As the Government's contentious NHS reforms return to the House of Lords today, the row over the proposals to cut bureaucracy, boost the role of GPs and increase private sector competition shows scant sign of resolution. Rather, the complexities of both the NHS as is, and the planned changes to it, are increasingly reduced to a single divide: for or against the Health and Social Care Bill. It is the wrong question. And its dominance underlines how badly the Government has bungled the attempt at reform.
A year on from the Bill's introduction, it is more controversial than ever. Most damaging of all for the Health Secretary is the growing queue of medical practitioners' groups – the British Medical Association, the Royal College of Nursing, the Royal College of General Practitioners, to name but three – lining up to call for the Bill to be rejected. Doctors remain among the most trusted people in the country. If they are against, surely there must be real dangers?
Not so. As a profession, doctors are highly resistant to change. Almost every attempt to reform the health sector produces squeals of anguish and warnings of imminent catastrophe. Indeed, opposition to the creation of the NHS in the late 1940s was so strong that the BMA voted nine-to-one against and some even drew dark comparisons with the National Socialism so recently overthrown in Germany. While the rhetoric may have changed in substance, the predisposition to protect their privileges remains. Not only do the large medical unions give an erroneous impression of unanimity among the professions – in this case against Andrew Lansley's reforms – but the vested interests of powerful blocs are too often glossed over by an assumption of professional distance that may not always be deserved.
The potential conflict of interest for GP practices, revealed in this newspaper today, is a case in point. If passed, Mr Lansley's reforms will not only hand family doctors far greater responsibilities in terms of commissioning care for their patients; as private partnerships, they may also lose out financially from proposals to encourage commercial competition.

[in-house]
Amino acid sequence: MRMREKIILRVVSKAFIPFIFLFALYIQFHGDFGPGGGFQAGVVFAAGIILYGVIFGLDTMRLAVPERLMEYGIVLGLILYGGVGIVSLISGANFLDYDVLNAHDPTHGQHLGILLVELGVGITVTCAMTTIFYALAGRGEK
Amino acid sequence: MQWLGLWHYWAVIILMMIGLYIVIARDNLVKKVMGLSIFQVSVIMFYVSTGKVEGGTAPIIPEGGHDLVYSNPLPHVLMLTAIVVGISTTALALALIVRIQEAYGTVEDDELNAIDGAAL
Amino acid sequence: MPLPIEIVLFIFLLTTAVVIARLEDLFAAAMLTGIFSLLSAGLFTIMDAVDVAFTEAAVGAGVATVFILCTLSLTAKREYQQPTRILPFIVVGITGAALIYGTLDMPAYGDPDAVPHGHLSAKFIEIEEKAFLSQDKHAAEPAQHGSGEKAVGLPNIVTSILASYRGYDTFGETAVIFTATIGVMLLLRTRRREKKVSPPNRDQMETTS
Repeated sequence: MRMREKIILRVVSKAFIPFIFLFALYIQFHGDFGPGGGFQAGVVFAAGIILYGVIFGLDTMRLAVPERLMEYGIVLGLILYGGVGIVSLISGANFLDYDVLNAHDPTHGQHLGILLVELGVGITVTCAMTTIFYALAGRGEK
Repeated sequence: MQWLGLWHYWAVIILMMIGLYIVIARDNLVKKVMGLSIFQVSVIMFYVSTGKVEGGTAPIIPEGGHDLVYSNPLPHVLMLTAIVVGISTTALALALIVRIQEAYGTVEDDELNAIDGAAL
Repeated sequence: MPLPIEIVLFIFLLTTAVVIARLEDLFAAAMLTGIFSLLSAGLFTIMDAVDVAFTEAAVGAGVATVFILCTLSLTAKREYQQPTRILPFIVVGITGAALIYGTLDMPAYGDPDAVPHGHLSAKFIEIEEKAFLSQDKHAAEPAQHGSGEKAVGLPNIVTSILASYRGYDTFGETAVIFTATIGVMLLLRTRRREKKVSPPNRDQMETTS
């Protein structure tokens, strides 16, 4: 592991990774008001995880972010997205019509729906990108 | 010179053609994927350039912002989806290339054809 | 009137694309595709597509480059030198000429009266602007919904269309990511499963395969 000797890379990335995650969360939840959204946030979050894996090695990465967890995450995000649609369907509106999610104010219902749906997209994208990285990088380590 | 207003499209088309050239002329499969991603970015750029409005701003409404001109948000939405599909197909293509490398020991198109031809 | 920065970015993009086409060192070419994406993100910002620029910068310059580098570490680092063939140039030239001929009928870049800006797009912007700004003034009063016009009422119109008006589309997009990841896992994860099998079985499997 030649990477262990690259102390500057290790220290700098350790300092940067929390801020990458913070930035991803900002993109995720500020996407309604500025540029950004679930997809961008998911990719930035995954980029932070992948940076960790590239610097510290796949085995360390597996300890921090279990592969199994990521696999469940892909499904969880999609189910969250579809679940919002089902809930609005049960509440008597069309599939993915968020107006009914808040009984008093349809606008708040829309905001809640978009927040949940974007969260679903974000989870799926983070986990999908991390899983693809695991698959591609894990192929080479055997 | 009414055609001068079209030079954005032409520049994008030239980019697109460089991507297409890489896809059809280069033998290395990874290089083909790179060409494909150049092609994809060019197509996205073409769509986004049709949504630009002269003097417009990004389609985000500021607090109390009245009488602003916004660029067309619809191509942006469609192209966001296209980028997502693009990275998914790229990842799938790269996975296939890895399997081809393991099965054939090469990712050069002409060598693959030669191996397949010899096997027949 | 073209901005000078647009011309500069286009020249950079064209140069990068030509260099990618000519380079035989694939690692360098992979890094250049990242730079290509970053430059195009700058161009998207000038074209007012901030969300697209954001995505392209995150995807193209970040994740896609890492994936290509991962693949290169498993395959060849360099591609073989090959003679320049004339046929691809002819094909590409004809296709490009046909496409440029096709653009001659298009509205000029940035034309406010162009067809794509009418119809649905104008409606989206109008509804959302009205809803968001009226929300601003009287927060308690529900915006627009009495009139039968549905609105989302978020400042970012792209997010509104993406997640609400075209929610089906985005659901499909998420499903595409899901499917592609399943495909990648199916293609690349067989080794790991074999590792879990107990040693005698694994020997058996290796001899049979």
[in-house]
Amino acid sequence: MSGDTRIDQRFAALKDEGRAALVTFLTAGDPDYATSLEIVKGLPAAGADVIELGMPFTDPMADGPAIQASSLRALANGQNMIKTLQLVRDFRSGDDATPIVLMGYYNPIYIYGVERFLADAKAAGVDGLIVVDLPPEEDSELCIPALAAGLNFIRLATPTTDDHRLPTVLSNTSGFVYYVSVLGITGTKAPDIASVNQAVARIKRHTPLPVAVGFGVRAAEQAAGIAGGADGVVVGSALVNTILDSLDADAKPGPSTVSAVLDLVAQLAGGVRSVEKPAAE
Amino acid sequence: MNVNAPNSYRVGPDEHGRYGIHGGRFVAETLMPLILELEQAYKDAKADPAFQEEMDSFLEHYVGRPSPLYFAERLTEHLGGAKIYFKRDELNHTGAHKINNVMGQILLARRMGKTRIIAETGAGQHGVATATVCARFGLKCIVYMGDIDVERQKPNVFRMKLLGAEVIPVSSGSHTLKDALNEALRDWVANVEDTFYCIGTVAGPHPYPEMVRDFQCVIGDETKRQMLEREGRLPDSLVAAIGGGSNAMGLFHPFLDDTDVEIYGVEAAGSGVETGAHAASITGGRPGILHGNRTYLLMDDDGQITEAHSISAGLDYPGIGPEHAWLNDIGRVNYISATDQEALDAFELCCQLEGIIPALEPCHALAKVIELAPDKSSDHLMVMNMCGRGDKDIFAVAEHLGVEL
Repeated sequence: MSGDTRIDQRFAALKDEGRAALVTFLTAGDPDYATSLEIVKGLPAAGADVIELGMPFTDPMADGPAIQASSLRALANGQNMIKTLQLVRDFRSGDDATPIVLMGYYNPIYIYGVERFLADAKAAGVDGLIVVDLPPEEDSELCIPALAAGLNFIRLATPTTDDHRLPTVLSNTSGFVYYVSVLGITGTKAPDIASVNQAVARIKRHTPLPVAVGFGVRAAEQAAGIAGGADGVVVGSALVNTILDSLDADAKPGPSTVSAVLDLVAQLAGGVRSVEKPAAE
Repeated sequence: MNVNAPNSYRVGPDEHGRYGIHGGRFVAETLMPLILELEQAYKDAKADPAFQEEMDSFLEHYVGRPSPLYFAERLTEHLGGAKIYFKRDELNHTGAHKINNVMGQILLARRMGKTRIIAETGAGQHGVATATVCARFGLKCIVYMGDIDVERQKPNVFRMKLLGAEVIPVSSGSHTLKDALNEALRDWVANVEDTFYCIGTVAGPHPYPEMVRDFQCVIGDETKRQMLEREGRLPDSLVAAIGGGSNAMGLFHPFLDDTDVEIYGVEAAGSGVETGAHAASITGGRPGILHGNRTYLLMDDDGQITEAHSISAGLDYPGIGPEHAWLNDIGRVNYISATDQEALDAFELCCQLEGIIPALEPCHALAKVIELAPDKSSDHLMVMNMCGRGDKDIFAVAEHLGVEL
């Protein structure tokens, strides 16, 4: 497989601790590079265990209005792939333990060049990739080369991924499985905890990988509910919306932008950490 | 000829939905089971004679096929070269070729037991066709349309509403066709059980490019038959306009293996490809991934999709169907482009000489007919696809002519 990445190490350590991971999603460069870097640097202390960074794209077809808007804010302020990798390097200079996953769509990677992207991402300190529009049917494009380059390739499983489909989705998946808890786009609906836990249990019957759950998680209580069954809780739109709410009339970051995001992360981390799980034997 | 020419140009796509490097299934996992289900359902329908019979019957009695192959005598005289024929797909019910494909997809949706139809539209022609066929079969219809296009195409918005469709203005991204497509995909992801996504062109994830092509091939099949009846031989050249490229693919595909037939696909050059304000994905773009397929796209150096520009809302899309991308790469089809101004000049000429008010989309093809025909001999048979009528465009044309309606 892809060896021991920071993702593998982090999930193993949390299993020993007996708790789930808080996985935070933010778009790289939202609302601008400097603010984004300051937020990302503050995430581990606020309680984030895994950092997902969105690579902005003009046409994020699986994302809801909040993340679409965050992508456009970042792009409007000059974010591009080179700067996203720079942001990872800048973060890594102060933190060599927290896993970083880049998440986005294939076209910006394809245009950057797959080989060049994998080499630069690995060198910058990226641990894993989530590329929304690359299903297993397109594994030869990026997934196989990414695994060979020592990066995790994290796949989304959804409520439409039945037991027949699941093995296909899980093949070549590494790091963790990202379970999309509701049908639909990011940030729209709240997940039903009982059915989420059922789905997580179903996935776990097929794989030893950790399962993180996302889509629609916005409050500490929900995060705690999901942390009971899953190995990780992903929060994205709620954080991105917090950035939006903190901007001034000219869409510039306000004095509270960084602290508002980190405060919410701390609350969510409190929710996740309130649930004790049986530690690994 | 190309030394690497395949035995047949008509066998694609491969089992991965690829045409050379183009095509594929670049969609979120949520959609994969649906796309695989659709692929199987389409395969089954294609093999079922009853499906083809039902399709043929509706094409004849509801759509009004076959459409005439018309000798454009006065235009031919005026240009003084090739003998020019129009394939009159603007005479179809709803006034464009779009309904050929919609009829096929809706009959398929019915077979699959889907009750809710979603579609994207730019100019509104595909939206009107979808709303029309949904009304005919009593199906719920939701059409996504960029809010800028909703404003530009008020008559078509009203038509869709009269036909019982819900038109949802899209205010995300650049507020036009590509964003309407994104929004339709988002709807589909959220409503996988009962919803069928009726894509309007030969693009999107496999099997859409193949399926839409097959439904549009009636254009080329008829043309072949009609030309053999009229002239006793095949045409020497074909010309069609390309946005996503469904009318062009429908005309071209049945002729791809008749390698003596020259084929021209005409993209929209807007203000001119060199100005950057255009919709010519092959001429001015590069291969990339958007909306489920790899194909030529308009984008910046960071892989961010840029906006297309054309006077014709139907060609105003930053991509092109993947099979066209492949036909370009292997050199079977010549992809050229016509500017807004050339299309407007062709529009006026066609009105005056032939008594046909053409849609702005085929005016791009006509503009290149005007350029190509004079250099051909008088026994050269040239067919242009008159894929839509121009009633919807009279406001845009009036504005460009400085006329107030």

Doctors can, of course, have legitimate concerns; but they must be understood in context. To do so is far from giving uncritical support to the Government. Far from it. The Health Secretary's handling of NHS reform has been startling in its incompetence, the opportunity for much-needed improvements in the health service all but squandered through a string of wholly avoidable mistakes.
Perhaps most egregious was the spectacular failure to get the support of those same professions now causing such problems. Meanwhile, bundling GP commissioning along with yet another major reorganisation, while simultaneously requiring £20bn worth of savings, was ambitious to the point of irresponsibility. And packaging all together into a single, sprawling piece of legislation was equally ill-considered. Neither have the series of concessions made since improved the situation. On the contrary, the reforms have been enfeebled and, all too often, critics not won over.
Even so, the fact remains that the NHS needs reform. It is neither possible, nor effective, to keep increasing the health budget year after year, and the tenets of Mr Lansley's proposals are the right ones. Enormous changes have already been made, in expectation of the Bill being passed. That is still the most likely outcome. That being so, the medical professions' energies would be better spent finding a route through than in the blanket defence of an unsupportable status quo. The legislative debacle may be down to the Government, but the doctors must help to resolve it. Reducing all to a simple yes or no to the Health and Social Care Bill is not the way to do it.